Shares of Myriad Genetics (MYGN) spiked higher yesterday to hit their highest levels on record since mid-2009, as seen in a stock chart. The move came in the wake of the New York Times op-ed by actress and general purpose celebrity Angelina Jolie that she opted for a double mastectomy after a blood test revealed that a “faulty” BRCA1 gene gave her a high probability of developing breast cancer.
Jolie didn’t mention Myriad by name – she didn’t have to. The company has taken out a patent on the gene – which it spent millions of research dollars to identify – and now is able to recoup that investment and earn a return on it by being the sole company authorized to test whether those like Jolie have BRCA1 or BRCA2 mutations tied to a greater risk of breast cancer.
The buzz that has surrounded Myriad in the wake of Jolie’s revelations thus offers investors both an enticing opportunity – and a heightened degree of long-term risk. That has been reflected in its stock price, which climbed about 4% on Tuesday in response to the initial news, only to lose about 1% in morning trading on Wednesday. It’s hard to imagine that Jolie’s public discussion of the availability and value of genetic testing won’t fuel demand for the BRACAnalysis tests by those with a family history of breast and other cancers. On the other hand, the debate that has followed the publication of the op-ed has included many reminders of the high cost of these tests and the fact that even for some of those with insurance plans, deductibles may still feel prohibitively high for a test that a doctor or insurance company may not deem to be essential.
Considerations such as that are likely to emerge as intangible yet significant ones for investors in Myriad, whose net income and revenues have been growing at a very healthy clip, in spite of a slight dip in the rate of growth for revenues. Equally impressive is the fact that while its research and development costs also are growing, it is at a similar rate to both profits and revenues.
But those revenues are under siege. In April, U.S. Supreme Court justices heard arguments on the part of the Association for Molecular Pathology, which is challenging the company’s right to patent a gene that occurs naturally in the human body. For its part, the company says the patent applies not to the gene itself but to DNA molecules and processes. While a federal court specializing in patent law has twice ruled in favor of Myriad, the Supreme Court (in spite of the recent unanimous ruling on Monsanto (MON) seed patents) has taken a more nuanced approach. Add to this risk the prospect of prices for the BRACAnalysis and Myriad’s other proprietary tests coming under pressure in the new Obamacare regime, and you have a reason to be cautious about where the company’s profit margins and revenues are headed.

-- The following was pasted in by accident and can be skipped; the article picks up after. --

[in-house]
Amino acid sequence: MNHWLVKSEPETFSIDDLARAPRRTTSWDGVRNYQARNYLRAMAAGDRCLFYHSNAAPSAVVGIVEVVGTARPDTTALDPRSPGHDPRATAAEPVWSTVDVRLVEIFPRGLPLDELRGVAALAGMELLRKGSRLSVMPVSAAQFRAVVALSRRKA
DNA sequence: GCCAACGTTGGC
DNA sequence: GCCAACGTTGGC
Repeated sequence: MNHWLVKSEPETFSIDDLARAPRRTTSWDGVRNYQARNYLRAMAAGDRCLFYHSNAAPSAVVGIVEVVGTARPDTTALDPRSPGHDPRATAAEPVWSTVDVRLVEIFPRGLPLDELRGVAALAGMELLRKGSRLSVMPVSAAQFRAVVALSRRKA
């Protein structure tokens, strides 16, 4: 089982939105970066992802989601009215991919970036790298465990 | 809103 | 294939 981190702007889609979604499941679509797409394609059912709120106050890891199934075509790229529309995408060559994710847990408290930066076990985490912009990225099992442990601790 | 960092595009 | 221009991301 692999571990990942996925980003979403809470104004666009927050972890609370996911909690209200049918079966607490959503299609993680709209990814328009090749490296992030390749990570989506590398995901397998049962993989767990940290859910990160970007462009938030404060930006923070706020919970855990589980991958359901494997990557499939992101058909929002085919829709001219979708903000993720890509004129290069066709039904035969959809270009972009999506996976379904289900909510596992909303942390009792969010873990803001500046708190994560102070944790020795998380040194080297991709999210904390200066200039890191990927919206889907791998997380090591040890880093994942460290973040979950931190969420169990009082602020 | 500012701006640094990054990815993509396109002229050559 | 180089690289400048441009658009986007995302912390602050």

The PE ratio, at about 21 based on trailing earnings, doesn't seem particularly high for a company showing revenue growth in the 20% range.
Much of the source of the market’s recent excitement is of a kind that isn’t enduring. In other words, it’s because of a celebrity’s implicit endorsement rather than based on the company’s fundamentals. Nonetheless, those fundamentals are strong enough to warrant owning the stock, and even adding to positions in any selloff. Some bulls suggest that even if some of the patents are struck down, the company will be able to maintain a de facto dominance of the BRCA testing methodology – in other words, that its competitive moat will remain wide enough to resist attempts by competitors to challenge its dominance.
Meanwhile, Myriad is expanding its roster of cancer tests to include prostate and colon cancer and it is planning to diversify into other cancers that have elements of hereditary (and thus genetic) risk, such as some forms of melanoma. While per-test prices for the BRACAnalysis are high, at about $3,000, the company’s growth has come from increased volume. That is encouraging: relying on the ability to boost prices in a healthcare system that is likely to increasingly focus on constraining costs is likely to prove counterproductive, especially as demand for the tests in question is only likely to increase.
With at least one source of anxiety out of the way – the company reported better-than-expected increases in both revenues and earnings for the first quarter earlier this month – investors are free to focus on the tradeoff between the risk of an adverse court ruling and the long-term potential of Myriad’s growing range of products. Unless you are convinced that the Supreme Court is likely to rule against Myriad, and that such a ruling will mean an abrupt end to its competitive advantage and its business, this could be a stock to acquire once its price recovers from its brush with celebrity.
Suzanne McGee, a contributing editor at YCharts, spent nearly 14 years as a reporter at the Wall Street Journal, in Toronto, New York and London. She is also a columnist for The Fiscal Times, and author of "Chasing Goldman Sachs", named one of the best non-fiction books of 2010 by the Washington Post. She can be reached at email@example.com.
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